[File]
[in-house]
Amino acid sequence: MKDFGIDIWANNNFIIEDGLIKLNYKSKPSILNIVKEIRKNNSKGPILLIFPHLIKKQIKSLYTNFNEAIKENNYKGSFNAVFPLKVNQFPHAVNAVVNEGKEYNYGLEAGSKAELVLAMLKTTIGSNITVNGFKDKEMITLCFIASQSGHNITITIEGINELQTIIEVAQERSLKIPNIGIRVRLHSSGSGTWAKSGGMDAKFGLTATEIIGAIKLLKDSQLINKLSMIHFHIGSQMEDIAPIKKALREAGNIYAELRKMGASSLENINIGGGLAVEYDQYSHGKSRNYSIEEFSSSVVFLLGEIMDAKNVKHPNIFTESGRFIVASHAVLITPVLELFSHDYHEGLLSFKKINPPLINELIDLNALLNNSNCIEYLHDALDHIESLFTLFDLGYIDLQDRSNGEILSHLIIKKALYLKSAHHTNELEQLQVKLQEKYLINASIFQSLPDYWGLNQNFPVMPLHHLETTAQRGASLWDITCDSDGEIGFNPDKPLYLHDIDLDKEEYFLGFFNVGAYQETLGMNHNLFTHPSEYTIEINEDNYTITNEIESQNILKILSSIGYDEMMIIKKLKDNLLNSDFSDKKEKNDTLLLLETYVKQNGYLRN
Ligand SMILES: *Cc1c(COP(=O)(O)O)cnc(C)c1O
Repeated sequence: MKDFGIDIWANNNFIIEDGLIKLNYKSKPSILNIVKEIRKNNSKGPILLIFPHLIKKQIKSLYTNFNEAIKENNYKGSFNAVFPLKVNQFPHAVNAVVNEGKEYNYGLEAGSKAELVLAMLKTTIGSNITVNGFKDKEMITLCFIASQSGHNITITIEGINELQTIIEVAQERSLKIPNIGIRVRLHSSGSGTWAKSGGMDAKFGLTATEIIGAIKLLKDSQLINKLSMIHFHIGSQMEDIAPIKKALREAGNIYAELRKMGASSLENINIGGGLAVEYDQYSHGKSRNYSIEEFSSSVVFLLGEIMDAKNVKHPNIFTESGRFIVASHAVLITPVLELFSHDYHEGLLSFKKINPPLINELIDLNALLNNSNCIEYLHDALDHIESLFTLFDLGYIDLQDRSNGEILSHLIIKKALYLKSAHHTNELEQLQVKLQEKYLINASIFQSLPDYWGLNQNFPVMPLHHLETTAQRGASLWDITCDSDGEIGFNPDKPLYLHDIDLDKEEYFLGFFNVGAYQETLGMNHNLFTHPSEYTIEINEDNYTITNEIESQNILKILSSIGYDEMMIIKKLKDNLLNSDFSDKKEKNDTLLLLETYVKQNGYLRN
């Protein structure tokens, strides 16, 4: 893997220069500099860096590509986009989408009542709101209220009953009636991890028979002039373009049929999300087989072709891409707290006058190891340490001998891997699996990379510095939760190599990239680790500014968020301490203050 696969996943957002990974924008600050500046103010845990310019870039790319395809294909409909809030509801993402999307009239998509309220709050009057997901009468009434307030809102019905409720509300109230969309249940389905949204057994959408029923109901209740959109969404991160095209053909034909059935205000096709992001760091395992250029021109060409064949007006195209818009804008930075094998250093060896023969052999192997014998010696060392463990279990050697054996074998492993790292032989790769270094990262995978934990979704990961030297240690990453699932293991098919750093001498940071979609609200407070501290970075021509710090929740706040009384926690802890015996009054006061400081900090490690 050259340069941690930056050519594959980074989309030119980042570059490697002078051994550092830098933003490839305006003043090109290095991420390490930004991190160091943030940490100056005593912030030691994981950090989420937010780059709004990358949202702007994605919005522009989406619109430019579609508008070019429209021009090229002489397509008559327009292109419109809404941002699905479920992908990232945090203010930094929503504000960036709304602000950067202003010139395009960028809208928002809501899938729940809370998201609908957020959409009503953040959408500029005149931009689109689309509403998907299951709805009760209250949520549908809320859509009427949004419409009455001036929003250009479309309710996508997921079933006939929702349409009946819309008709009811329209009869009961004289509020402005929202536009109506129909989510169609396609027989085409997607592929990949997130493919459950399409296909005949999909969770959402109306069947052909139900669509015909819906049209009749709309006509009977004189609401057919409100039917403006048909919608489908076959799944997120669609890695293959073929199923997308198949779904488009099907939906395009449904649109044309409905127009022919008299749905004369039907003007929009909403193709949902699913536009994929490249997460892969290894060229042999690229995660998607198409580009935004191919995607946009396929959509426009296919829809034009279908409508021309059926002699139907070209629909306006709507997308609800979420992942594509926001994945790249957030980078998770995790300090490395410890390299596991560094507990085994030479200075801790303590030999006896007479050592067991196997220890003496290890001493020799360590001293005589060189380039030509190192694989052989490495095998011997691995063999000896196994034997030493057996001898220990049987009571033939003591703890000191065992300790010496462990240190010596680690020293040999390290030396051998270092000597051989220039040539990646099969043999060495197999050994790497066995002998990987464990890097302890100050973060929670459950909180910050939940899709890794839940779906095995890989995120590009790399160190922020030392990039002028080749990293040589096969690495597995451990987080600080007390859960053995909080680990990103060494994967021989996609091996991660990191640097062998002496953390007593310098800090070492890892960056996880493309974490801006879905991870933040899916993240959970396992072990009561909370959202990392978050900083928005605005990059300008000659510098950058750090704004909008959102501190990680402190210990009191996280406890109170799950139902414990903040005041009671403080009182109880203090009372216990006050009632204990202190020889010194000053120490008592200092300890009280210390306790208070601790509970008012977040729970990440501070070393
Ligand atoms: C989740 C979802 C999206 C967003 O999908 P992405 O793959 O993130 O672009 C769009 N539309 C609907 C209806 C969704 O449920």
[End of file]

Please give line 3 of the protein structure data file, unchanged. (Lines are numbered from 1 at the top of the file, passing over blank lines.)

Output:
Ligand SMILES: *Cc1c(COP(=O)(O)O)cnc(C)c1O